SIRT1 enzymatically potentiates 1,25-dihydroxyvitamin D3 signaling via vitamin D receptor deacetylation

Marya S. Sabir, Zainab Khan, Chengcheng Hu, Michael A. Galligan, Christopher M. Dussik, Sanchita Mallick, Angelika Dampf Stone, Shane F. Batie, Elizabeth T Jacobs, G Kerr Whitfield, Mark R Haussler, Michael C. Heck, Peter W. Jurutka

Research output: Contribution to journalArticle

9 Scopus citations

Abstract

The hormonal metabolite of vitamin D, 1,25-dihydroxyvitamin D3 (1,25D), binds to the vitamin D receptor (VDR) and promotes heterodimerization of VDR with a retinoid-X-receptor (RXR) to genomically regulate diverse cellular processes. Herein, it is revealed for the first time that VDR is post-translationally acetylated, and that VDR immunoprecipitated from human embryonic kidney (HEK293) cells displays a dramatic decrease in acetylated receptor in the presence of 1,25D-ligand, sirtuin-1 (SIRT1) deacetylase, or the resveratrol activator of SIRT1. To elucidate the functional significance of VDR deacetylation, vitamin-D-responsive-element (VDRE)-based transcriptional assays were performed to determine if deacetylase overexpression affects VDR/VDRE-driven transcription. In HEK293 kidney and TE85 bone cells, co-transfection of low amounts (1–5 ng) of a SIRT1-expression vector elicits a reproducible and statistically significant enhancement (1.3- to 2.6-fold) in transcription mediated by VDREs from the CYP3A4 and cyp24a1 genes, where the magnitude of response to 1,25D-ligand is 6- to 30-fold. Inhibition of SIRT1 via EX-527, or utilization of a SIRT1 loss-of-function mutant (H363Y), resulted in abrogation of SIRT1-mediated VDR potentiation. Studies with a novel, non-acetylatable VDR mutant (K413R) showed that the mutant VDR possesses enhanced responsiveness to 1,25D, in conjunction with reduced, but still significant, sensitivity to exogenous SIRT1, indicating that acetylation of lysine 413 is relevant, but that other acetylated residues in VDR contribute to modulation of its activity. We conclude that the acetylation of VDR comprises a negative feedback loop that attenuates 1,25D-VDR signaling. This regulatory loop is reversed by SIRT1-catalyzed deacetylation of VDR to amplify VDR signaling and 1,25D actions.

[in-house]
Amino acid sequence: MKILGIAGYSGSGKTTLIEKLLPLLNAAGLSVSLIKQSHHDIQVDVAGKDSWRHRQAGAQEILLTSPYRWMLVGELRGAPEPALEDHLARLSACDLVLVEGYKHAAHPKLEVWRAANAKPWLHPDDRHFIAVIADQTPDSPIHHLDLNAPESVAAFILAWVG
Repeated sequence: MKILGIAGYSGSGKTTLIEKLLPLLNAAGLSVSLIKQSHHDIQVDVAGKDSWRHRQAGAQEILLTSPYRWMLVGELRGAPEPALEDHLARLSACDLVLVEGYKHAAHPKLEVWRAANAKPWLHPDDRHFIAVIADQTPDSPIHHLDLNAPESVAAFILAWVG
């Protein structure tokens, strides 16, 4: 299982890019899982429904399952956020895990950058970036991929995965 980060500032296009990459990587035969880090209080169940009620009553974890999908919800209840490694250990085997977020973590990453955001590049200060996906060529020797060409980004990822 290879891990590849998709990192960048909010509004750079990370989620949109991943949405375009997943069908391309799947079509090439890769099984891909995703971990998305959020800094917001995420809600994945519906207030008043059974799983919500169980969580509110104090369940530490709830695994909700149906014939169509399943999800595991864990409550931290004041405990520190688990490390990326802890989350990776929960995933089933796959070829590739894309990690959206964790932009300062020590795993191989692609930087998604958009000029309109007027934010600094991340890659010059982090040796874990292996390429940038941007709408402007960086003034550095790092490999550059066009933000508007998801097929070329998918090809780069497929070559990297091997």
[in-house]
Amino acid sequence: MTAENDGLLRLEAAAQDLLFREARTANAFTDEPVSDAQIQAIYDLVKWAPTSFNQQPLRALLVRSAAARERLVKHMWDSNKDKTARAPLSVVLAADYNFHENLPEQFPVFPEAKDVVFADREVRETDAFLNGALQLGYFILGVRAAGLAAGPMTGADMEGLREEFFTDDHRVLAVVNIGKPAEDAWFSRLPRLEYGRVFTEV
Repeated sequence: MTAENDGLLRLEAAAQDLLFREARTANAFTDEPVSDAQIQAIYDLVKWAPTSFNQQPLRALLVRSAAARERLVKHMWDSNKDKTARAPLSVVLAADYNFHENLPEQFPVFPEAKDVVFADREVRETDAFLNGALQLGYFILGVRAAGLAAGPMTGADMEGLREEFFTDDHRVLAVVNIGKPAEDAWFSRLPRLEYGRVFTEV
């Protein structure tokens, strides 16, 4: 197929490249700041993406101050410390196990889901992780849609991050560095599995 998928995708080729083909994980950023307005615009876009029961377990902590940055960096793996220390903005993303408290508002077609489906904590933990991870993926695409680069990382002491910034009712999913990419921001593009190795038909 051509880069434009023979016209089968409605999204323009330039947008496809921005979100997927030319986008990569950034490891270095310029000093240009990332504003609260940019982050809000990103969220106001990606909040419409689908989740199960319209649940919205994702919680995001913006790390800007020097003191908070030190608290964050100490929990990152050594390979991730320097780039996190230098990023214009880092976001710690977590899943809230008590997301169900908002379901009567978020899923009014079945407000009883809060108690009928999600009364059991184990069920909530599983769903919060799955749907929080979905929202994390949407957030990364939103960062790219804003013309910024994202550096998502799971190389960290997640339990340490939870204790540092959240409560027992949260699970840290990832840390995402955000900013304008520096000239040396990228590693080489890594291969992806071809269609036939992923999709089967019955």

Original languageEnglish (US)
Pages (from-to)117-129
Number of pages13
JournalJournal of Steroid Biochemistry and Molecular Biology
Volume172
DOIs
StatePublished - Sep 1 2017

Keywords

  • Acetylation
  • Resveratrol
  • Sirtuin-1
  • Transactivation
  • VDR
  • Vitamin D

ASJC Scopus subject areas

  • Endocrinology, Diabetes and Metabolism
  • Medicine(all)
  • Biochemistry
  • Molecular Medicine
  • Molecular Biology
  • Endocrinology
  • Clinical Biochemistry
  • Cell Biology

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